New NASA app clicks selfies in exoplanet locations

Virtual reality app for exoplanet tours also launched


NASA has launched a new app that allows you to take a picture of yourself in a virtual space suit, posing in front of magnificent cosmic places, such as the Nebula of Orion or the center of the Milky Way galaxy.

Together with the "NASA Selfies" app, the US space agency has also launched a virtual reality (VR) app for exoplanet tours that takes users of virtual reality on a guided tour of the TRAPPIST-1 planetary system.

These digital products were created to celebrate the 15th anniversary of the launch of the Spitzer Space Telescope, NASA said in a statement.

The simple interface of the Selfies app allows you to take a picture of yourself, choose your background and share on social media.

The app, available for iOS and Android devices, also provides information on the science behind the images, all of which are taken by Spitzer.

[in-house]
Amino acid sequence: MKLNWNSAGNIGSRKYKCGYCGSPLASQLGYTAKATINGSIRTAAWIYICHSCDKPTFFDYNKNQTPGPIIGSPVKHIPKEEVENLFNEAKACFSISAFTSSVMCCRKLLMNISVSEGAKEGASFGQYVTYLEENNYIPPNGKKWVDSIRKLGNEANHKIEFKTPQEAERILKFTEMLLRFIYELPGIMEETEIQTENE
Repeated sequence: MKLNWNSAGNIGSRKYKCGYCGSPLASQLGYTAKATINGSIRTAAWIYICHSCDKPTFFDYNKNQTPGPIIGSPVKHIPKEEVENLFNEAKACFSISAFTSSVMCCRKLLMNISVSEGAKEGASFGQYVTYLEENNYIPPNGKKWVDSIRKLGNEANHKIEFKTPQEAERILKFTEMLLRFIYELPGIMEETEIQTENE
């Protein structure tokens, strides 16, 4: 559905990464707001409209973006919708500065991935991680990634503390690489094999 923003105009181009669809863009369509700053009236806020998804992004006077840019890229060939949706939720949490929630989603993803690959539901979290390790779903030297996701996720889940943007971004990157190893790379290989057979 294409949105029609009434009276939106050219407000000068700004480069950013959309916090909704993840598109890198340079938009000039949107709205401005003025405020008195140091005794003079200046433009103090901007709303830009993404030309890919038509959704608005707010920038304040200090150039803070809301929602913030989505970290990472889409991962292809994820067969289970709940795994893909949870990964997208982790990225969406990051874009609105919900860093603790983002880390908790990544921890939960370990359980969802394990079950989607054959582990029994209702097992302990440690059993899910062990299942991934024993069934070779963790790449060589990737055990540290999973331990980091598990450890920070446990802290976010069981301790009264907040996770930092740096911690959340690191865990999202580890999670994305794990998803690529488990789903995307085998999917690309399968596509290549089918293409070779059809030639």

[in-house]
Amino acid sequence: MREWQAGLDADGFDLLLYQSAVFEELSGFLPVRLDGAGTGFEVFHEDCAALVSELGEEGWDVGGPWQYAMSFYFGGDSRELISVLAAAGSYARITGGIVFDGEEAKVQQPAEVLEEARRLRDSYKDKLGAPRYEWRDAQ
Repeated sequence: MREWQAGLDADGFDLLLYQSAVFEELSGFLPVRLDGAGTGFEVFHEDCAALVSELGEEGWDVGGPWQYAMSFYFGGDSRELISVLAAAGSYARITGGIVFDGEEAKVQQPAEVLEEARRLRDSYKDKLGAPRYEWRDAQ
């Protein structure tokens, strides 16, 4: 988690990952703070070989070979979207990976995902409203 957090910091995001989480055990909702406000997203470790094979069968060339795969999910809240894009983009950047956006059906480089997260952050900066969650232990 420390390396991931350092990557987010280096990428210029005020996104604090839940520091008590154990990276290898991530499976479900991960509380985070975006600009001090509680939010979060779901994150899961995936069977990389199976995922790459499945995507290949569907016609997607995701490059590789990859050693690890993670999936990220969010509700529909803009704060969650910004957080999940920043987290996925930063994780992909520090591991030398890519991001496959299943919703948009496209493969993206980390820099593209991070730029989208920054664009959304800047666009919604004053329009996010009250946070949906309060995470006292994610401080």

The virtual reality app for exoplanet tours for VR users on the planetary system TRAPPIST-1.

TRAPPIST-1 is the only exoplanet system known to house seven planets of approximately terrestrial size.

Spitzer played an important role in the detection of these planets and in providing information that helped scientists learn about the planets "Probably the compositions.

The TRAPPIST-1 system is too far for telescopes to directly observe these planets, but this VR experience shows the artists’ impressions of how the planets might appear, NASA said.

These impressions are based on data from Spitzer and other telescopes that have studied the TRAPPIST-1 system. [19659002] Users of the app are navigated around five of the seven planets, surrounded by the black of space and the faint lights of distant stars.

The VR app will be available for Oculus and Vive through the website of the Spitzer mission and will soon be available through the Oculus store, NASA said.

A 360 degree video is also available on Spitzer’s Youtube page viewers have esp lent the TRAPPIST-1 virtual system on their desktop, smartphone or with a smartphone-based 360 viewer like Google Cardboard, he added.

Considered a cousin of the Hubble Space Telescope, the Spitzer Space Telescope was launched on August 25, 2003, to study the primordial universe in infrared light.

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